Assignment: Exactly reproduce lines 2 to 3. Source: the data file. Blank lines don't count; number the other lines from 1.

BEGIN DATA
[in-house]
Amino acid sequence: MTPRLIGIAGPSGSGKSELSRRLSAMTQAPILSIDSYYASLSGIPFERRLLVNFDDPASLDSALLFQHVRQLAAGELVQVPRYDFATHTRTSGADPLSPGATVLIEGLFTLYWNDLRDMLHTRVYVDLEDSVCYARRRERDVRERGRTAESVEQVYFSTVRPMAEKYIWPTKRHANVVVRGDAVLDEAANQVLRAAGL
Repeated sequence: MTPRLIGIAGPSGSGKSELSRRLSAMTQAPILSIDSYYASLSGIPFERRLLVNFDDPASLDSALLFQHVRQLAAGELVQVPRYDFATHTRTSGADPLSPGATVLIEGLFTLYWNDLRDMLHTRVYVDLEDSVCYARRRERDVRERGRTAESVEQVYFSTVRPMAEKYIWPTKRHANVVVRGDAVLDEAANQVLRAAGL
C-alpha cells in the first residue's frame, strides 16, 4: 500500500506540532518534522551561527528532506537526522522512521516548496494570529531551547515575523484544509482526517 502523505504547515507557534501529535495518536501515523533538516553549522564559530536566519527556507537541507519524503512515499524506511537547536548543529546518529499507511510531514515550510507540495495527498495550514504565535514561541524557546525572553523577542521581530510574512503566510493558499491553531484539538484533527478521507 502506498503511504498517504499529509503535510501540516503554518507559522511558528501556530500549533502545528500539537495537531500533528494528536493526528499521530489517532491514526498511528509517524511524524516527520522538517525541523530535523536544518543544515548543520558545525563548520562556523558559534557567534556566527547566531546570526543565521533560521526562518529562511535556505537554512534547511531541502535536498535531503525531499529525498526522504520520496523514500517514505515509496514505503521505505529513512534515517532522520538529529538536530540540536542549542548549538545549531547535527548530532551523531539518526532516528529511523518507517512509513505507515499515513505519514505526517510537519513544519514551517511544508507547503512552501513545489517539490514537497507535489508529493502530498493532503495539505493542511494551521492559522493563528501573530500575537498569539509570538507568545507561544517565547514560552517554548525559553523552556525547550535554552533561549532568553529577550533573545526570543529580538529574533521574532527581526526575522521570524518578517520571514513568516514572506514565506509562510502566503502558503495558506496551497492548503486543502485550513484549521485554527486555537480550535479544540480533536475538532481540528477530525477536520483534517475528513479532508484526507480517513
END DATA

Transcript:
Amino acid sequence: MTPRLIGIAGPSGSGKSELSRRLSAMTQAPILSIDSYYASLSGIPFERRLLVNFDDPASLDSALLFQHVRQLAAGELVQVPRYDFATHTRTSGADPLSPGATVLIEGLFTLYWNDLRDMLHTRVYVDLEDSVCYARRRERDVRERGRTAESVEQVYFSTVRPMAEKYIWPTKRHANVVVRGDAVLDEAANQVLRAAGL
Repeated sequence: MTPRLIGIAGPSGSGKSELSRRLSAMTQAPILSIDSYYASLSGIPFERRLLVNFDDPASLDSALLFQHVRQLAAGELVQVPRYDFATHTRTSGADPLSPGATVLIEGLFTLYWNDLRDMLHTRVYVDLEDSVCYARRRERDVRERGRTAESVEQVYFSTVRPMAEKYIWPTKRHANVVVRGDAVLDEAANQVLRAAGL